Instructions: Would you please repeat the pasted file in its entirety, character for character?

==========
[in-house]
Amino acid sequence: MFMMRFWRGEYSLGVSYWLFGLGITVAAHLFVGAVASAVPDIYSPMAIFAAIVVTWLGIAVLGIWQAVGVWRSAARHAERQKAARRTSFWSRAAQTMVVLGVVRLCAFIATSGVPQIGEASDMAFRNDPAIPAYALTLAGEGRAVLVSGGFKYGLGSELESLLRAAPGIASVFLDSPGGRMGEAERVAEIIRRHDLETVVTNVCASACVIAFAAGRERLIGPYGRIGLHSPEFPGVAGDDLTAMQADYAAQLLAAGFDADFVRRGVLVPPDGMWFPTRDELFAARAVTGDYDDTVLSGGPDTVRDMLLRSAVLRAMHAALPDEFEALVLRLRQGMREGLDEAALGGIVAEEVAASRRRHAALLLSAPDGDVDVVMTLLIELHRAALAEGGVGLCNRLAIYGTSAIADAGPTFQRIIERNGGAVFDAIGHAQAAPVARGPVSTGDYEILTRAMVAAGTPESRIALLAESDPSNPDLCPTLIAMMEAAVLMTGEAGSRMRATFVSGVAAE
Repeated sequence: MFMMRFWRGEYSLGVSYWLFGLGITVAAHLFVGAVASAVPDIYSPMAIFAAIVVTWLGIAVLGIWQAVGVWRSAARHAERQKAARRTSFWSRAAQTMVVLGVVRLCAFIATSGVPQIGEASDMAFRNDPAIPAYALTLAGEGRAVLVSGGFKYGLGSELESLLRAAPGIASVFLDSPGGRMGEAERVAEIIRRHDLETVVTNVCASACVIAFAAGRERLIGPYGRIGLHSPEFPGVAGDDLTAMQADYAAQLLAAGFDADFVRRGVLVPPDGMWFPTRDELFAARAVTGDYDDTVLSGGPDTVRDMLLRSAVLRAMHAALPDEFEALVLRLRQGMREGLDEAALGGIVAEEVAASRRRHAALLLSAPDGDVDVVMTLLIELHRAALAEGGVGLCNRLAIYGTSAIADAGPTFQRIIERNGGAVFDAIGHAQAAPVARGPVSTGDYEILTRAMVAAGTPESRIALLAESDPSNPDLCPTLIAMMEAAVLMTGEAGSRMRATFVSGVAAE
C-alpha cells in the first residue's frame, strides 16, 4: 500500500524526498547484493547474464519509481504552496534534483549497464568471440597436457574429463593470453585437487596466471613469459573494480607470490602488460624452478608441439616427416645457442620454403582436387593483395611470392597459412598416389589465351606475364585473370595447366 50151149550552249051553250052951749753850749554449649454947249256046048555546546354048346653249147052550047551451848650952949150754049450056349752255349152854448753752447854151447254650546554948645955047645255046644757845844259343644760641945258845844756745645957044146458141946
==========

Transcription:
[in-house]
Amino acid sequence: MFMMRFWRGEYSLGVSYWLFGLGITVAAHLFVGAVASAVPDIYSPMAIFAAIVVTWLGIAVLGIWQAVGVWRSAARHAERQKAARRTSFWSRAAQTMVVLGVVRLCAFIATSGVPQIGEASDMAFRNDPAIPAYALTLAGEGRAVLVSGGFKYGLGSELESLLRAAPGIASVFLDSPGGRMGEAERVAEIIRRHDLETVVTNVCASACVIAFAAGRERLIGPYGRIGLHSPEFPGVAGDDLTAMQADYAAQLLAAGFDADFVRRGVLVPPDGMWFPTRDELFAARAVTGDYDDTVLSGGPDTVRDMLLRSAVLRAMHAALPDEFEALVLRLRQGMREGLDEAALGGIVAEEVAASRRRHAALLLSAPDGDVDVVMTLLIELHRAALAEGGVGLCNRLAIYGTSAIADAGPTFQRIIERNGGAVFDAIGHAQAAPVARGPVSTGDYEILTRAMVAAGTPESRIALLAESDPSNPDLCPTLIAMMEAAVLMTGEAGSRMRATFVSGVAAE
Repeated sequence: MFMMRFWRGEYSLGVSYWLFGLGITVAAHLFVGAVASAVPDIYSPMAIFAAIVVTWLGIAVLGIWQAVGVWRSAARHAERQKAARRTSFWSRAAQTMVVLGVVRLCAFIATSGVPQIGEASDMAFRNDPAIPAYALTLAGEGRAVLVSGGFKYGLGSELESLLRAAPGIASVFLDSPGGRMGEAERVAEIIRRHDLETVVTNVCASACVIAFAAGRERLIGPYGRIGLHSPEFPGVAGDDLTAMQADYAAQLLAAGFDADFVRRGVLVPPDGMWFPTRDELFAARAVTGDYDDTVLSGGPDTVRDMLLRSAVLRAMHAALPDEFEALVLRLRQGMREGLDEAALGGIVAEEVAASRRRHAALLLSAPDGDVDVVMTLLIELHRAALAEGGVGLCNRLAIYGTSAIADAGPTFQRIIERNGGAVFDAIGHAQAAPVARGPVSTGDYEILTRAMVAAGTPESRIALLAESDPSNPDLCPTLIAMMEAAVLMTGEAGSRMRATFVSGVAAE
C-alpha cells in the first residue's frame, strides 16, 4: 500500500524526498547484493547474464519509481504552496534534483549497464568471440597436457574429463593470453585437487596466471613469459573494480607470490602488460624452478608441439616427416645457442620454403582436387593483395611470392597459412598416389589465351606475364585473370595447366 50151149550552249051553250052951749753850749554449649454947249256046048555546546354048346653249147052550047551451848650952949150754049450056349752255349152854448753752447854151447254650546554948645955047645255046644757845844259343644760641945258845844756745645957044146458141946